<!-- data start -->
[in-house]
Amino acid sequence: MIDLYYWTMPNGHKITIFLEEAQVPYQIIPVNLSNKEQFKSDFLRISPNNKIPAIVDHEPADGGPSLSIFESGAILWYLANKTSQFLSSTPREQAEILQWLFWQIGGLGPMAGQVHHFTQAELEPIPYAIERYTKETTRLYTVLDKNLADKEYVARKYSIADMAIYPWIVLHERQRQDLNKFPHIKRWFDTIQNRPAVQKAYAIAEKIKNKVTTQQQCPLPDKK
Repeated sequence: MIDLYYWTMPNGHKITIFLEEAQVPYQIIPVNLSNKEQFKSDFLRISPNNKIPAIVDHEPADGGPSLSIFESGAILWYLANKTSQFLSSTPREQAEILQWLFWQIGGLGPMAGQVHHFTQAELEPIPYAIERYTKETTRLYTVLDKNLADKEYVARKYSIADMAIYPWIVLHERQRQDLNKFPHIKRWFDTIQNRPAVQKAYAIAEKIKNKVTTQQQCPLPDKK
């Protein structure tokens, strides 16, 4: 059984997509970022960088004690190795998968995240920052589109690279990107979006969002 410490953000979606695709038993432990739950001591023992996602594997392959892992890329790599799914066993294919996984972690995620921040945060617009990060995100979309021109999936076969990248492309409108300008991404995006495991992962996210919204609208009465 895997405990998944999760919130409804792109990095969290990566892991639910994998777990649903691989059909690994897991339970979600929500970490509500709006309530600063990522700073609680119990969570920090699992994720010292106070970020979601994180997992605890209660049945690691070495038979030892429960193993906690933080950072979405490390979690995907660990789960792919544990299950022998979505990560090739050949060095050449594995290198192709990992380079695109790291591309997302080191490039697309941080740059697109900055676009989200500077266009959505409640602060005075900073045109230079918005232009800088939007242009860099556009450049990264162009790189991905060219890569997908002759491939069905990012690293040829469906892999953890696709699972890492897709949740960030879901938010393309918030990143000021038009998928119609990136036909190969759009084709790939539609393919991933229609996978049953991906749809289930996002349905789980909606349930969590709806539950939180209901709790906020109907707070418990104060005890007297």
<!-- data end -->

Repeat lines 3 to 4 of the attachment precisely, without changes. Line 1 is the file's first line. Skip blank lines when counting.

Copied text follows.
Repeated sequence: MIDLYYWTMPNGHKITIFLEEAQVPYQIIPVNLSNKEQFKSDFLRISPNNKIPAIVDHEPADGGPSLSIFESGAILWYLANKTSQFLSSTPREQAEILQWLFWQIGGLGPMAGQVHHFTQAELEPIPYAIERYTKETTRLYTVLDKNLADKEYVARKYSIADMAIYPWIVLHERQRQDLNKFPHIKRWFDTIQNRPAVQKAYAIAEKIKNKVTTQQQCPLPDKK
């Protein structure tokens, strides 16, 4: 059984997509970022960088004690190795998968995240920052589109690279990107979006969002 410490953000979606695709038993432990739950001591023992996602594997392959892992890329790599799914066993294919996984972690995620921040945060617009990060995100979309021109999936076969990248492309409108300008991404995006495991992962996210919204609208009465 895997405990998944999760919130409804792109990095969290990566892991639910994998777990649903691989059909690994897991339970979600929500970490509500709006309530600063990522700073609680119990969570920090699992994720010292106070970020979601994180997992605890209660049945690691070495038979030892429960193993906690933080950072979405490390979690995907660990789960792919544990299950022998979505990560090739050949060095050449594995290198192709990992380079695109790291591309997302080191490039697309941080740059697109900055676009989200500077266009959505409640602060005075900073045109230079918005232009800088939007242009860099556009450049990264162009790189991905060219890569997908002759491939069905990012690293040829469906892999953890696709699972890492897709949740960030879901938010393309918030990143000021038009998928119609990136036909190969759009084709790939539609393919991933229609996978049953991906749809289930996002349905789980909606349930969590709806539950939180209901709790906020109907707070418990104060005890007297």